Bug reporting is simple: when you book an appointment at Tesla to repair the damage, you can indicate how it happened. If it wasn't too long ago, there are possible logs not overwritten yet so the Service Center can read through the logs to see what actually happened. If you want to act sooner, you can call Tesla on the number of your Service Center and ask them if they can safeguard logs.

Buying FSD falls under the local laws surrounding buying services and products. Some countries allow grace periods up to 14 days under some circumstances. After that, sales are final.

You can try to get compensation of some sort through legal means, but basically "lawyers talk to lawyers" so if you lawyer up, Tesla will obviously too to insure their rights are protected.
 
  • Like
Reactions: PStewart

init6

Member
Oct 16, 2020
464
257
Scotland
That looks like a fairly constant speed. I've not used Tesla Autopark, so can't say if that is the normal speed or not. Seems strange that it turned at that point though.
 

Mrklaw

Member
Mar 5, 2020
396
204
Berkshire
even the small chance of unintended acceleration is why I use creep mode (hard press to get hold mode at the lights). If I have ot make a sudden stop and my muscle memory isn't 100% aware my foot is on the accelerator, that could be a nightmare. automatics creeping with the foot over the brake is IMO a safe way to perform low speed manouevres
 

Durzel

Active Member
Jul 17, 2019
3,263
2,259
Bath, UK
I've seen on a couple of Autopark crashes on YouTube where subsequent conversations with Tesla have revealed that they acknowledge that there are blind spots. Autopark doesn't use the cameras, it uses the ultrasonics & radar, as far as I know.

From looking at the videos you didn't do anything wrong.. that is the correct use case for Autopark (between two cars).

You could try speaking to Tesla about it, they ought to be able to confirm there was an impact during Autopark, but whether or not they'd be willing to do anything about it is another matter. I suspect their T&Cs will make the customer entirely responsible.

Not entirely sure why you're getting sneering replies.. this is how Autopark is supposed to work and from looking at the video you certainly had a very small window to react.
 
  • Like
Reactions: DSX63 and ChrisA70

Stingray.Don

Member
Apr 13, 2020
38
49
Indianapolis
In the video, the car isn’t going as fast as I would have thought based on the description. So I will revise my previous statement and acknowledge the possibility that this was an autopark issue. However, I still think it is likely that some driver input was the root cause. Hard to tell and need to discuss with Tesla. Regardless, the driver is always responsible.
 

Durzel

Active Member
Jul 17, 2019
3,263
2,259
Bath, UK
I've never actually tried accelerating while Autopark is in motion, so I don't know if it actually does anything or not. I've only used Autopark once, though, for fear of trashing my alloys.
 

Tam

Well-Known Member
Nov 25, 2012
8,933
7,722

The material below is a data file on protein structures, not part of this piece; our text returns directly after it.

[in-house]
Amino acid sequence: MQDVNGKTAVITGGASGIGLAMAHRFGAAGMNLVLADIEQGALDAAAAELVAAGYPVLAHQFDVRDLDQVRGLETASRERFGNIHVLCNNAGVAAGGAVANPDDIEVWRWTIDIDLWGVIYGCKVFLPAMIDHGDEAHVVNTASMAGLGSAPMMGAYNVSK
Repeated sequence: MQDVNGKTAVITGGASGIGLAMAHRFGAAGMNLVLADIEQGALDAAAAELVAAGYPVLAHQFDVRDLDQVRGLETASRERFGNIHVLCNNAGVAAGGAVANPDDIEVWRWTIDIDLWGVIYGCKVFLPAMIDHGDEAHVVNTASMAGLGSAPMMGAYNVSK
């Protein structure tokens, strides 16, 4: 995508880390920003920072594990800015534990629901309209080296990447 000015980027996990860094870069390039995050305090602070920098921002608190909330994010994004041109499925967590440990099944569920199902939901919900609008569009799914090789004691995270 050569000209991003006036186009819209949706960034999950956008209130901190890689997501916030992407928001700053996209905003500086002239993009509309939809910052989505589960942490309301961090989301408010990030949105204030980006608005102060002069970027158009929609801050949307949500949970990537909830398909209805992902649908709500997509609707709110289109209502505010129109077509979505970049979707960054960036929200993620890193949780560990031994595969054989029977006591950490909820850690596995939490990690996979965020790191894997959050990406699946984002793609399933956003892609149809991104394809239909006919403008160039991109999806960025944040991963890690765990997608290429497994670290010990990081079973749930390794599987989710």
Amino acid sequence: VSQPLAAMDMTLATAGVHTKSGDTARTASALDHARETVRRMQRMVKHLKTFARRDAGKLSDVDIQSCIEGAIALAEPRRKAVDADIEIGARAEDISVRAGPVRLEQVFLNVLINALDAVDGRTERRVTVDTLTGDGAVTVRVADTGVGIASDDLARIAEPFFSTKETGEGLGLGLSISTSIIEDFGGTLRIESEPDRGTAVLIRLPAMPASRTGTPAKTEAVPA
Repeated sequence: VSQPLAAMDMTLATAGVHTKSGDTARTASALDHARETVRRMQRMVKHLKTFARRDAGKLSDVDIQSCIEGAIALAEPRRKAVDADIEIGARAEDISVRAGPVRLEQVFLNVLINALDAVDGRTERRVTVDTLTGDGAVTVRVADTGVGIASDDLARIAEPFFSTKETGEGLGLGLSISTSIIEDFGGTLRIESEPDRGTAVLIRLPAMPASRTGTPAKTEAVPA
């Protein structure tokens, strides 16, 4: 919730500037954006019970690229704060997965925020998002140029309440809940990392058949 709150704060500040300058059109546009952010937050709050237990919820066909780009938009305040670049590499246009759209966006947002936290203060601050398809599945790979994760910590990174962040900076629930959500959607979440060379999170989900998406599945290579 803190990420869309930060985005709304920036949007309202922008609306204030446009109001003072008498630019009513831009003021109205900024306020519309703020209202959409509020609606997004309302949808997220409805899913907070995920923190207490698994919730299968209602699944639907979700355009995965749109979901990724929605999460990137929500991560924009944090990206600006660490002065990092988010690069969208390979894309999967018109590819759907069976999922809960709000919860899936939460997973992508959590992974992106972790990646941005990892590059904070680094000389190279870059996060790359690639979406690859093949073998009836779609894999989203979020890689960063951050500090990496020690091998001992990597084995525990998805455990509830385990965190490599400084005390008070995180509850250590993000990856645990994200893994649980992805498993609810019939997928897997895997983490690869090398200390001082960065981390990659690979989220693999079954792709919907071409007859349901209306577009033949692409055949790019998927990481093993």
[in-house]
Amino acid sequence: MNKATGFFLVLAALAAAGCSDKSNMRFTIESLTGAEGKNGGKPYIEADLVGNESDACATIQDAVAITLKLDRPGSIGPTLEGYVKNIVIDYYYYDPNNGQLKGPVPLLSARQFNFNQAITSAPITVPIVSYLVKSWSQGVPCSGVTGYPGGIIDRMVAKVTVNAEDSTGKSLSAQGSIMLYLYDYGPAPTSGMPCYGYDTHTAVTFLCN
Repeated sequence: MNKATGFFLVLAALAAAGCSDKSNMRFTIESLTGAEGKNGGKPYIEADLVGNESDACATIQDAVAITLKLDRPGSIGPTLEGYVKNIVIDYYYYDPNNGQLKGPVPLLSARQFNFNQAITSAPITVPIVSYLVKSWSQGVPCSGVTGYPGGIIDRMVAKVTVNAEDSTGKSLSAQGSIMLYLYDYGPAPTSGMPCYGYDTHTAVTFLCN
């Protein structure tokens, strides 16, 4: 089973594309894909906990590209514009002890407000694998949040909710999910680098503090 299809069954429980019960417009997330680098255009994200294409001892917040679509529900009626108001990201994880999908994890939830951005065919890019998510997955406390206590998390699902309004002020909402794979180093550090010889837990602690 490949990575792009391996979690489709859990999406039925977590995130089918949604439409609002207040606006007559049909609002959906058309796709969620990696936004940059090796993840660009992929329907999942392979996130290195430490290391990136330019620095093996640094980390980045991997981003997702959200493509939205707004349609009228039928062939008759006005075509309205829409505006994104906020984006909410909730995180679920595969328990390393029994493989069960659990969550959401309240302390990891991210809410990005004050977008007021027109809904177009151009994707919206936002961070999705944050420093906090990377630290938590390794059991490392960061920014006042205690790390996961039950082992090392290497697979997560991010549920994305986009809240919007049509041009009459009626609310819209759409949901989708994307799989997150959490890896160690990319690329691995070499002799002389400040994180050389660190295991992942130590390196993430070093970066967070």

Visalia, CA
...speed damaging...
The video shows a very slow speed so there's no sudden acceleration here.

...why it would have misjudged so badly...
Tesla automation system (Autopilot/Enhanced Autopilot/FSD/AutoPark/Summon...) in Tesla's letter to the California Department of Motor Vehicles is defined as Level 2 which requires a competent driver to drive the car at all times including when the system is active.

It's called L2 because it is not competent enough to safely work on its own: It needs a human driver to intervene in such as this scenario.

As others stated, Tesla Auto Park relies on Sonars. Sonars work great as long as the environments fit its criteria. If you count your sonars, there are blind spots because there are missing ones on the side of your car. Your car's bumper alone has 3 sonars each facing rear or back. Your side of your car which is much longer than your bumper has only 2. One all the way to the front side of your bumper and one all the way toward the rear side of your bumper. There are no sonars near the side doors.

Tesla can fix this but it will cost more money and it will no longer be L2 that requires human supervision, and it'll be a higher level like 3 and above.


- Who will pay for the repair to the damage to the other car, us or Tesla?
Yours is not the first. I've never heard of a case that Tesla would pay for damages due to its L2 automation from the slow speed to high speed. That's the definition of L2: The system is not good to be L3 and above. Any car below L3 is the responsibility of the human driver to drive.
...How do we report to Tesla
You can go to the Tesla Contact page. The last time I checked, there is a phone number for EU customers but US customers can only chat by text on that page.
...because this sounds like some sort of bug that they should fix?
Yes. That is why it is an L2 system: An imperfect system that requires humans to fix their misbehavior in real-time.

It's cheaper to use car owner's labor to fix the bug in real-time with manual steering/braking/accelerating and keep it as an L2.

It is costlier for engineering's brain to fix the system so that it won't be L2 anymore but L3 and above.